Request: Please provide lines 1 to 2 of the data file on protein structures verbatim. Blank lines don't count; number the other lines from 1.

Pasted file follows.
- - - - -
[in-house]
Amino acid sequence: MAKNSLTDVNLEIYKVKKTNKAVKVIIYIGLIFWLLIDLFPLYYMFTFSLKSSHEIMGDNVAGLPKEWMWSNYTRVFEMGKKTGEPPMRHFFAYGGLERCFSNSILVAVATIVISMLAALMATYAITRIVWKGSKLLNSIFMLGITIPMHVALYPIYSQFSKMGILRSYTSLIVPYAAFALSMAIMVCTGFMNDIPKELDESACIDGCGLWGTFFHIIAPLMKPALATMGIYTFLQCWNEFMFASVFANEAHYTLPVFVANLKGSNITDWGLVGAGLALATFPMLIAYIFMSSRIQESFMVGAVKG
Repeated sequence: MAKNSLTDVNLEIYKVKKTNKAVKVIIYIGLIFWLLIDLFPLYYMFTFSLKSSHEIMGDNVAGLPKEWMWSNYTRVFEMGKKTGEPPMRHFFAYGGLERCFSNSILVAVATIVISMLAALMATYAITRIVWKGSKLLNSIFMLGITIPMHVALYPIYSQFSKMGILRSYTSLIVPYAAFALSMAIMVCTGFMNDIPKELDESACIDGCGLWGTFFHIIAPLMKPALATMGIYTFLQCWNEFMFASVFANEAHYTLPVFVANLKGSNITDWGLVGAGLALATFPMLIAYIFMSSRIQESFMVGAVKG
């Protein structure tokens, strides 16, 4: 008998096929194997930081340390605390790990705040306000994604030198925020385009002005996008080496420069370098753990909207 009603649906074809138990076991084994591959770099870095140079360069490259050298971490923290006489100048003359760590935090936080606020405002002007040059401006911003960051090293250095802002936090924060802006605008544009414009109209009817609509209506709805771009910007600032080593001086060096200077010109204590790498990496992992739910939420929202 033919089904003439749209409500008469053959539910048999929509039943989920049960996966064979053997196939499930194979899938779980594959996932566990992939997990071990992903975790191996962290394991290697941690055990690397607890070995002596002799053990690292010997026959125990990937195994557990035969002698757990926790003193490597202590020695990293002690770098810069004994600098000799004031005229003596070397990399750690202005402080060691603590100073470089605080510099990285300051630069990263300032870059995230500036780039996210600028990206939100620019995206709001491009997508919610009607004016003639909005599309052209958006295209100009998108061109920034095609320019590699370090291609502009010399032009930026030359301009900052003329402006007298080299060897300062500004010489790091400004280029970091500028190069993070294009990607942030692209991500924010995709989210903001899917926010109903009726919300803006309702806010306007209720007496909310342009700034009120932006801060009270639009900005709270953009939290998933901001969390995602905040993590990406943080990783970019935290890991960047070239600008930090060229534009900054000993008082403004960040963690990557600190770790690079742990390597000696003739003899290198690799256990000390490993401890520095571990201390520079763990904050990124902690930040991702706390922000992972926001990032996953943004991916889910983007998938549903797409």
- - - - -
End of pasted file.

[in-house]
Amino acid sequence: MAKNSLTDVNLEIYKVKKTNKAVKVIIYIGLIFWLLIDLFPLYYMFTFSLKSSHEIMGDNVAGLPKEWMWSNYTRVFEMGKKTGEPPMRHFFAYGGLERCFSNSILVAVATIVISMLAALMATYAITRIVWKGSKLLNSIFMLGITIPMHVALYPIYSQFSKMGILRSYTSLIVPYAAFALSMAIMVCTGFMNDIPKELDESACIDGCGLWGTFFHIIAPLMKPALATMGIYTFLQCWNEFMFASVFANEAHYTLPVFVANLKGSNITDWGLVGAGLALATFPMLIAYIFMSSRIQESFMVGAVKG